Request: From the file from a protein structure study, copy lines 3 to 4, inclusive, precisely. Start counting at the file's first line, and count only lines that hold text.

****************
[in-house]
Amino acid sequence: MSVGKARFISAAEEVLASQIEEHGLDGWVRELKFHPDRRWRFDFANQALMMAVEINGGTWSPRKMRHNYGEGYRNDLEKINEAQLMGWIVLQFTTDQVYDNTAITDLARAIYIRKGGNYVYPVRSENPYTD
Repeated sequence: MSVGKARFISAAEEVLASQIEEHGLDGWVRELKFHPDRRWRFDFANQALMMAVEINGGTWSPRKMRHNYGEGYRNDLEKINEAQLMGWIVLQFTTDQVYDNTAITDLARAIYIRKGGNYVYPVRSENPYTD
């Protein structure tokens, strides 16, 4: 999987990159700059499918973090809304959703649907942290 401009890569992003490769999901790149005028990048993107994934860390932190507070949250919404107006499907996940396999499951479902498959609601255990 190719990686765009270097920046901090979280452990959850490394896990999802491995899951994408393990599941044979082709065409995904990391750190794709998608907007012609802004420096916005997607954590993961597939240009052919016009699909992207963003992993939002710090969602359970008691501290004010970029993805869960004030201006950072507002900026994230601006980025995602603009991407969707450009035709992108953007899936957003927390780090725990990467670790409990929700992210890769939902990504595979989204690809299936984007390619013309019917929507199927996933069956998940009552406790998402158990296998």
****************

Repeated sequence: MSVGKARFISAAEEVLASQIEEHGLDGWVRELKFHPDRRWRFDFANQALMMAVEINGGTWSPRKMRHNYGEGYRNDLEKINEAQLMGWIVLQFTTDQVYDNTAITDLARAIYIRKGGNYVYPVRSENPYTD
């Protein structure tokens, strides 16, 4: 999987990159700059499918973090809304959703649907942290 401009890569992003490769999901790149005028990048993107994934860390932190507070949250919404107006499907996940396999499951479902498959609601255990 190719990686765009270097920046901090979280452990959850490394896990999802491995899951994408393990599941044979082709065409995904990391750190794709998608907007012609802004420096916005997607954590993961597939240009052919016009699909992207963003992993939002710090969602359970008691501290004010970029993805869960004030201006950072507002900026994230601006980025995602603009991407969707450009035709992108953007899936957003927390780090725990990467670790409990929700992210890769939902990504595979989204690809299936984007390619013309019917929507199927996933069956998940009552406790998402158990296998």